The Puppet State Theater Company brings this classic French story by Jean Giono to life.

The Man Who Planted Trees is a story of hope and inspiration…  Of how normal and rather plain people can do extra ordinary things in normal and rather plain ways. It is simply beautiful and something that greenFish personally recommends.

The story is played out using a delightful combination of puppets and actors. The Puppet State Theater Company has a great knack of keeping both children and adults captivated.

The Man Who Planted Trees is a favorite at the world-renowned Edinburgh Festival.

“An unforgettable story that shows us the difference one man (and his dog!) can make to the world.”

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We need creation. So argues Russell D. Moore in an article about the Gulf of Mexico oil spill.

We need it, because it provides us with everything practical for us to survive. We need warmth and light from the sun, oxygen and sustenance from plants, and mud, clay and trees to shelter us.

We need it because we’re made of it: “….we’re made of Spirit-enlivened mud.” We are not disembodied beings.

More than that, Moore explains that God has hard-wired us to see God’s hand in creation (Romans 1:18-21).

Ever since the creation of the world his eternal power and divine nature, invisible though they are, have been understood and seen through the things he has made.” (verse 20)

This is not Moore saying that God is creation. Rather, creation is God’s masterpiece – here for us to marvel at and to be thankful to the Creator for its mysterious and magnificent design, and for the way it provides for our physical needs.

What does it mean for me? I can’t help but think of Banjo Patterson’s poem “Clancy of the Overflow”, of the wistfulness expressed about wanting to be outdoors. He writes of Clancy:

"And the bush hath friends to meet him, and their kindly voices greet him
   In the murmur of the breezes and the river on its bars,
And he sees the vision splendid of the sunlit plains extended,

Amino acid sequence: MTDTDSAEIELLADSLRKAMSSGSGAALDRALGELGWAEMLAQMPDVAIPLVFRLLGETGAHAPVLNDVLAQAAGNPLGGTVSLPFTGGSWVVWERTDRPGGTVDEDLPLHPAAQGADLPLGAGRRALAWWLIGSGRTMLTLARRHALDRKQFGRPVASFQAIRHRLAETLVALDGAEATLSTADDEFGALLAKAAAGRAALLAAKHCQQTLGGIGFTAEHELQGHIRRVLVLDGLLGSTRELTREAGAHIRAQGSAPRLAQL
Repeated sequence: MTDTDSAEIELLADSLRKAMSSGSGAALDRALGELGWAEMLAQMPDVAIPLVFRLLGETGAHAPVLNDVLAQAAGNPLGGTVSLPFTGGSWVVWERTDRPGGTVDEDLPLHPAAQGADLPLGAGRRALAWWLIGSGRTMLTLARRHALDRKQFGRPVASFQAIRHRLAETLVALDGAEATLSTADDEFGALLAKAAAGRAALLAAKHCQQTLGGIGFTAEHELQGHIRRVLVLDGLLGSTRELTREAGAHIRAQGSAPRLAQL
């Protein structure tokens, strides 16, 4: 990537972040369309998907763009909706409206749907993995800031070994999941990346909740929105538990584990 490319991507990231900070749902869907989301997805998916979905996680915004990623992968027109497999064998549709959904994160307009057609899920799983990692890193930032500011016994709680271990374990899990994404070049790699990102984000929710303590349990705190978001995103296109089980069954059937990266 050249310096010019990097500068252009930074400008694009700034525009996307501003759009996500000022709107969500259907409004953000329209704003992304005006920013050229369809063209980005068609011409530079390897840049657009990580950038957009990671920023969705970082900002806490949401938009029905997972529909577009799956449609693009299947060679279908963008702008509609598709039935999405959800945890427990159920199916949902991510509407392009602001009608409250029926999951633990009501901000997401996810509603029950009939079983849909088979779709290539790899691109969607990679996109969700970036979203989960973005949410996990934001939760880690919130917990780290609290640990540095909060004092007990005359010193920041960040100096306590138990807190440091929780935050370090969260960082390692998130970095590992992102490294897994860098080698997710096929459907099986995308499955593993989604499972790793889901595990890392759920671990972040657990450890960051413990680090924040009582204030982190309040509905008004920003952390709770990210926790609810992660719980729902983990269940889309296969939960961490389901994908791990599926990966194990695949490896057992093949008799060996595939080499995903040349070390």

And at night the wondrous glory of the everlasting stars."

This attitude is shared by others. In a 2008 study of church-going Protestants in Scotland, 82.7% said that they found “being outdoors and appreciating the beauty of nature” was influential in shaping their attitudes towards the environment.

Being earthly beings ourselves, and seeing the wonderful creation God has made (and continually sustains) around us, is it any wonder that we love being outdoors?

As image-bearers of God and co-heirs with Christ, creation is also ours – and we need it to flourish ourselves. Yet Moore reminds us that our dominion of creation should be characterised by humble service. He writes, “….this isn’t a pharaoh-like dominion; it’s a Christ-like dominion.”

What does this mean for Christians – conservative and liberal alike? It means dominion over creation both when we use it and when we conserve it for future generations.

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Many Christians in the US are thinking again about their attitude towards the environment. They’re part of a broader shift in the US towards a pro-environmental stance after the oil spill in the Gulf of Mexico.

So says a Christianity Today editorial.

The Gulf oil spill has washed into the homes of Christians around America, because of the intensity of media attention given to the disaster.

This editorial argues that “[t]he Bible is replete with the idea that all creation—everything from rocks and trees to badgers and eagles—is to witness to divine grace…”

Yet, how can a sea choked with oil foster life which gives glory to God?

The article argues that this sea is swimming in its own ocean of human greed.

Southern Baptist theologian Russell Moor asks, how can we say we love and worship the Giver of Life if we don’t care about this disaster which has killed and destroyed?

The article concludes,

“The church—created to glorify God—can no longer pretend that creation care is an issue just for ‘sea huggers.’ We are the sea huggers. We must change our talk to embrace creation care, and eagerly walk that talk.”

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When we think of “Hippo” and “Christianity”, what comes to mind?

One answer might be that Augustine (354-430) was Bishop of a place called Hippo (from 395-430).

Another might be that God loves hippos.

Hard to believe? They are very bad tempered, not very cuddly or good looking and in the eyes of most humans they are not very useful either.

Yet, God really does love hippos, and greenFish has adapted the work of Calvin DeWitt to show young people why (See: God loves hippos).

About hippos God said things like…

….what power in the muscles of his belly!”


“…it is confident though Jordan rushes against its mouth.”